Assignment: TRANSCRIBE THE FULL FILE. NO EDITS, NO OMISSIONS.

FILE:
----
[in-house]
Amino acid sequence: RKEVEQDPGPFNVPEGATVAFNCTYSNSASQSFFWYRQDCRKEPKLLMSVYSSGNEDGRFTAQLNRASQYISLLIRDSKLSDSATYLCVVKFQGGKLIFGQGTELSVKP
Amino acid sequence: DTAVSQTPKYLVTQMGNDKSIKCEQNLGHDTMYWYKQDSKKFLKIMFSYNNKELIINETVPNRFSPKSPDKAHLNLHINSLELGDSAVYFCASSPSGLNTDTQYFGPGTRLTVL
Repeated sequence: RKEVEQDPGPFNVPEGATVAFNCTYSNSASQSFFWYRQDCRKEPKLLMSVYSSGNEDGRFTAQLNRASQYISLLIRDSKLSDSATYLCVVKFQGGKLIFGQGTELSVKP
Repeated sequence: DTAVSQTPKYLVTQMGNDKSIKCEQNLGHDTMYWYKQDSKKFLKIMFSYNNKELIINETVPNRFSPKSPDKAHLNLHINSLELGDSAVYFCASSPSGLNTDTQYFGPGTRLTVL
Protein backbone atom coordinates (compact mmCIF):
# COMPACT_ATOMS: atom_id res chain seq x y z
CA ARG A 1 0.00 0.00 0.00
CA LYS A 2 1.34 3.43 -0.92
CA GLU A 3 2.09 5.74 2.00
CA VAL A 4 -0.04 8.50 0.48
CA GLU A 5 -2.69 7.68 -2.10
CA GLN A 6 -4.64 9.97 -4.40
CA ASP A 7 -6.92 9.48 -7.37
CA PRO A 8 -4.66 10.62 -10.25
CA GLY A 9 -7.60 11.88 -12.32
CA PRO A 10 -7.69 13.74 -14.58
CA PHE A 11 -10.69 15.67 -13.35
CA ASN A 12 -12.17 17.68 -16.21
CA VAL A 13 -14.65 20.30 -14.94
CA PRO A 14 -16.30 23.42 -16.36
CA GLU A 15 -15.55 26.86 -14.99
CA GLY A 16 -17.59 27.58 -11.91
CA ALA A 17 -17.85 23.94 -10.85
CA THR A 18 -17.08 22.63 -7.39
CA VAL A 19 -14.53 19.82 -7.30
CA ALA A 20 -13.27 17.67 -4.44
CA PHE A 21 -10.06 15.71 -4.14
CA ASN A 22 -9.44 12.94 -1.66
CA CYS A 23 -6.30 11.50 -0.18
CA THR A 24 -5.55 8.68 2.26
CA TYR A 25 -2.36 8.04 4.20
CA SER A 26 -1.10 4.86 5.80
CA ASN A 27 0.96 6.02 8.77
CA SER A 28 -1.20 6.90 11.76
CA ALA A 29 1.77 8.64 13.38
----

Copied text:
[in-house]
Amino acid sequence: RKEVEQDPGPFNVPEGATVAFNCTYSNSASQSFFWYRQDCRKEPKLLMSVYSSGNEDGRFTAQLNRASQYISLLIRDSKLSDSATYLCVVKFQGGKLIFGQGTELSVKP
Amino acid sequence: DTAVSQTPKYLVTQMGNDKSIKCEQNLGHDTMYWYKQDSKKFLKIMFSYNNKELIINETVPNRFSPKSPDKAHLNLHINSLELGDSAVYFCASSPSGLNTDTQYFGPGTRLTVL
Repeated sequence: RKEVEQDPGPFNVPEGATVAFNCTYSNSASQSFFWYRQDCRKEPKLLMSVYSSGNEDGRFTAQLNRASQYISLLIRDSKLSDSATYLCVVKFQGGKLIFGQGTELSVKP
Repeated sequence: DTAVSQTPKYLVTQMGNDKSIKCEQNLGHDTMYWYKQDSKKFLKIMFSYNNKELIINETVPNRFSPKSPDKAHLNLHINSLELGDSAVYFCASSPSGLNTDTQYFGPGTRLTVL
Protein backbone atom coordinates (compact mmCIF):
# COMPACT_ATOMS: atom_id res chain seq x y z
CA ARG A 1 0.00 0.00 0.00
CA LYS A 2 1.34 3.43 -0.92
CA GLU A 3 2.09 5.74 2.00
CA VAL A 4 -0.04 8.50 0.48
CA GLU A 5 -2.69 7.68 -2.10
CA GLN A 6 -4.64 9.97 -4.40
CA ASP A 7 -6.92 9.48 -7.37
CA PRO A 8 -4.66 10.62 -10.25
CA GLY A 9 -7.60 11.88 -12.32
CA PRO A 10 -7.69 13.74 -14.58
CA PHE A 11 -10.69 15.67 -13.35
CA ASN A 12 -12.17 17.68 -16.21
CA VAL A 13 -14.65 20.30 -14.94
CA PRO A 14 -16.30 23.42 -16.36
CA GLU A 15 -15.55 26.86 -14.99
CA GLY A 16 -17.59 27.58 -11.91
CA ALA A 17 -17.85 23.94 -10.85
CA THR A 18 -17.08 22.63 -7.39
CA VAL A 19 -14.53 19.82 -7.30
CA ALA A 20 -13.27 17.67 -4.44
CA PHE A 21 -10.06 15.71 -4.14
CA ASN A 22 -9.44 12.94 -1.66
CA CYS A 23 -6.30 11.50 -0.18
CA THR A 24 -5.55 8.68 2.26
CA TYR A 25 -2.36 8.04 4.20
CA SER A 26 -1.10 4.86 5.80
CA ASN A 27 0.96 6.02 8.77
CA SER A 28 -1.20 6.90 11.76
CA ALA A 29 1.77 8.64 13.38